Flow is considered laminar when the air exhibits a smooth, parallel pattern when it comes in contact with aircraft surfaces.
A laminar boundary layer produces less drag.
CFD numerical simulation of laminarity facilitates the aerodynamic design of airplanes.
Model of laminar flow in an airplane
Laminar flow has been a topic of interest in industrial as well as academic settings for a long time. Engineers and systems designers working on aviation projects, fluid distribution networks, and even heating and cooling applications have explored the laminarity factor for its potential advantages in turbulence management and contamination reduction. In aerospace industries, laminar flow has been sought after for the benefit it provides in minimizing drag and helping aircraft reduce emissions by using less power and burning less fuel.
The study of laminar airflow for the critical design of aerodynamic components can be simplified with the help of CFD (computational fluid dynamic) numerical simulation.
In this article, we will learn about the laminar flow in airplanes, the laminar boundary layer, other influencing components, and discuss the role of CFD tools in analyzing these aerodynamic concepts.
Laminar Flow in Airplanes
Laminar flow is categorized from the smooth and parallel flow paths that a fluid exhibits without intermixing. In aviation, laminar flow essentially represents the smoothness that air exhibits when it comes in contact with aircraft surfaces. When the air passes through the contours of the aircraft fuselage or wings, the streamlined feature of the airflow may change. The turbulence thus induced can have a negative influence on aircraft control. This includes the effect on drag and lift. The airfoil should therefore be designed well enough to preserve the laminar regime of the airflow to minimize drag and increase the lift of wings.
When this air moves at low velocity, a streamlined flow of air is observed, which is the laminar flow of air. To maintain this laminarity, the airfoil is usually made thinner with a pointed edge and made progressively thicker while maintaining near-symmetry of the wing cross-section. With the increase in velocity, the turbulence increases, producing drag and affecting the quality of the flight.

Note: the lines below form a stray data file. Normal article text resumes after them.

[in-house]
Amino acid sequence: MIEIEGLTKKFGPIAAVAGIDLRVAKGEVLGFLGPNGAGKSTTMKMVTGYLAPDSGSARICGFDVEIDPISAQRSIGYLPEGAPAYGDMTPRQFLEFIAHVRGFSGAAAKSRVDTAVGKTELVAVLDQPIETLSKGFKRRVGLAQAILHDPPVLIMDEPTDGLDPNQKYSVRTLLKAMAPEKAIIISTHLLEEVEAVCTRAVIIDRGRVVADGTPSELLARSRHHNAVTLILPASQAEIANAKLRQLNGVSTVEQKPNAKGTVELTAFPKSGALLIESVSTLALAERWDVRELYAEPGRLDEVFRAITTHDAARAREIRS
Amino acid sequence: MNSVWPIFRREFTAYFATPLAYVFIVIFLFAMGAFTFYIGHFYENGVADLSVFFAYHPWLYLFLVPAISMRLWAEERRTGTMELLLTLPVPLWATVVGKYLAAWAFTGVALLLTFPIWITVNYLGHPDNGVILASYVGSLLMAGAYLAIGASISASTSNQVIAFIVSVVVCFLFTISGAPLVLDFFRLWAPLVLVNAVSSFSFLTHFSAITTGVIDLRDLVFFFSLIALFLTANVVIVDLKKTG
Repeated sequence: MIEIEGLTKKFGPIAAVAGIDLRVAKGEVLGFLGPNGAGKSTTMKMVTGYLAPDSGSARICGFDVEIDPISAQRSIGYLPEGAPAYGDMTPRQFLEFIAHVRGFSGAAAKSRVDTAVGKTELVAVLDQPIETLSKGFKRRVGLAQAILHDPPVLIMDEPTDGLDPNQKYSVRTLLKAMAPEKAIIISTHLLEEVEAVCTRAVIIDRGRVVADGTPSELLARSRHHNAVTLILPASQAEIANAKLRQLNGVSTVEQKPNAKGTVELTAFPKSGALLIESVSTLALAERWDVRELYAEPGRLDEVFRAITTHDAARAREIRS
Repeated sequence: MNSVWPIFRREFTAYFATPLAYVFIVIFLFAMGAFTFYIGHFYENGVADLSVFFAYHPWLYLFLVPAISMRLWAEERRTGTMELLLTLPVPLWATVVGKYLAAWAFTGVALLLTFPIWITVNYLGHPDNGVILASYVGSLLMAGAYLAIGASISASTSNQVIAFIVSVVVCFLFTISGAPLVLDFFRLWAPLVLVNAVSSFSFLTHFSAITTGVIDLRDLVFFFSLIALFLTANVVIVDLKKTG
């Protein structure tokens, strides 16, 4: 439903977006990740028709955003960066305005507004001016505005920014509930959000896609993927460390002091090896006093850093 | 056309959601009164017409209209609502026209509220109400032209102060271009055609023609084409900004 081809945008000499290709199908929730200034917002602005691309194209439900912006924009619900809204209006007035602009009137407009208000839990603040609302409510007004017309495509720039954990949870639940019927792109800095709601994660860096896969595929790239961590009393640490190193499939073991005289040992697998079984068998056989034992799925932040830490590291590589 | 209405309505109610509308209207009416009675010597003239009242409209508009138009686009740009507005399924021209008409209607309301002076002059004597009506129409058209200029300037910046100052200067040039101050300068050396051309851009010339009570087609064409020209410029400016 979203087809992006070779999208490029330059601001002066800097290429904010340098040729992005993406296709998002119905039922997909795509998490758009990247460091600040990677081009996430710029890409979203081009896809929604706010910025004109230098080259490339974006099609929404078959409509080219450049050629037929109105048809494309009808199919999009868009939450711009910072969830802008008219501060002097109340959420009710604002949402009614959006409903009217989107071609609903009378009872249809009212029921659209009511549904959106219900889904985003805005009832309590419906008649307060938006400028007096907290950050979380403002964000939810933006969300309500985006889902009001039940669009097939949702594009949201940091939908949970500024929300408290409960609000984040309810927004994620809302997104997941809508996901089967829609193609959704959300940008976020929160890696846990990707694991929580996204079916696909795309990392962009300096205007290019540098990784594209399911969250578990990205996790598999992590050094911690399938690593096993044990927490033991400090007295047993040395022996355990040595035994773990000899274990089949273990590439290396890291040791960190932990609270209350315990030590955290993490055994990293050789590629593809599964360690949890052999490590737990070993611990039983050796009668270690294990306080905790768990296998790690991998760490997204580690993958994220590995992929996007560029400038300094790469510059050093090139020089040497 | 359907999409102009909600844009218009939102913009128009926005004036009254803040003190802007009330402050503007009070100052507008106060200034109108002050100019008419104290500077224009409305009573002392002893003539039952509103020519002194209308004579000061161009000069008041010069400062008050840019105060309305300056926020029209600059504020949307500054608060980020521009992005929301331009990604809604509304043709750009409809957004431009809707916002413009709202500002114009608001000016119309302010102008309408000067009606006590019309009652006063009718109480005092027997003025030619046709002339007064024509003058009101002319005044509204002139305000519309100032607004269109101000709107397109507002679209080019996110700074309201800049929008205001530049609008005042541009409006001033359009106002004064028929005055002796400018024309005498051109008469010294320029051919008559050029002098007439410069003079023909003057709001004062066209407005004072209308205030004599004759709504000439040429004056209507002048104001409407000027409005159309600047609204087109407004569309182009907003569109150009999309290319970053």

Laminar Flow Boundary Layer
The boundary layer for different types of flows
Air possesses some level of viscosity. This viscosity results in the formation of a thin boundary layer of air on the aircraft surface. The figure above shows the boundary layer for different types of flows. The laminar flow zone can typically be determined with Reynolds number, which in the case of external flow occurs at less than 500,000. Depending on the surface roughness, the transition can start earlier or after this point.
As the laminar boundary layer facilitates a quick and smooth flow, less friction drag is produced. A well-designed laminar flow airfoil can have almost half the level of drag as turbulent flow. The total drag force acting on an airplane surface can be analyzed using the following formula:
Note that Cf is the drag coefficient, ρ is the fluid density, and v is the flow velocity for the surface area A’.
For a wide range of Reynolds numbers (Re), the laminar drag coefficient can be calculated as:
In an effort to reduce the friction drag, designers tend to make the aircraft surface as smooth as possible. Any irregularities, even as small as dirt, are enough to disrupt the laminar boundary layer, which causes an increase in drag.
The Role of CFD Tools in Facilitating Aerodynamic Design
In the analysis of the aerodynamic properties of a proposed airplane design, the evaluation of the laminar boundary layer, drag, and lift can be done easily through modeling and simulation. CFD tools such as Omnis can facilitate the easy analysis of the governing boundary layer equations in aerodynamics. And, with solutions such as Pointwise, comprehensive mesh generation can be done to analyze the simulation accuracy of the airfoil. With high-fidelity CFD simulations, the stability of laminar flow in airplanes can be investigated to improve the aerodynamic properties of the design.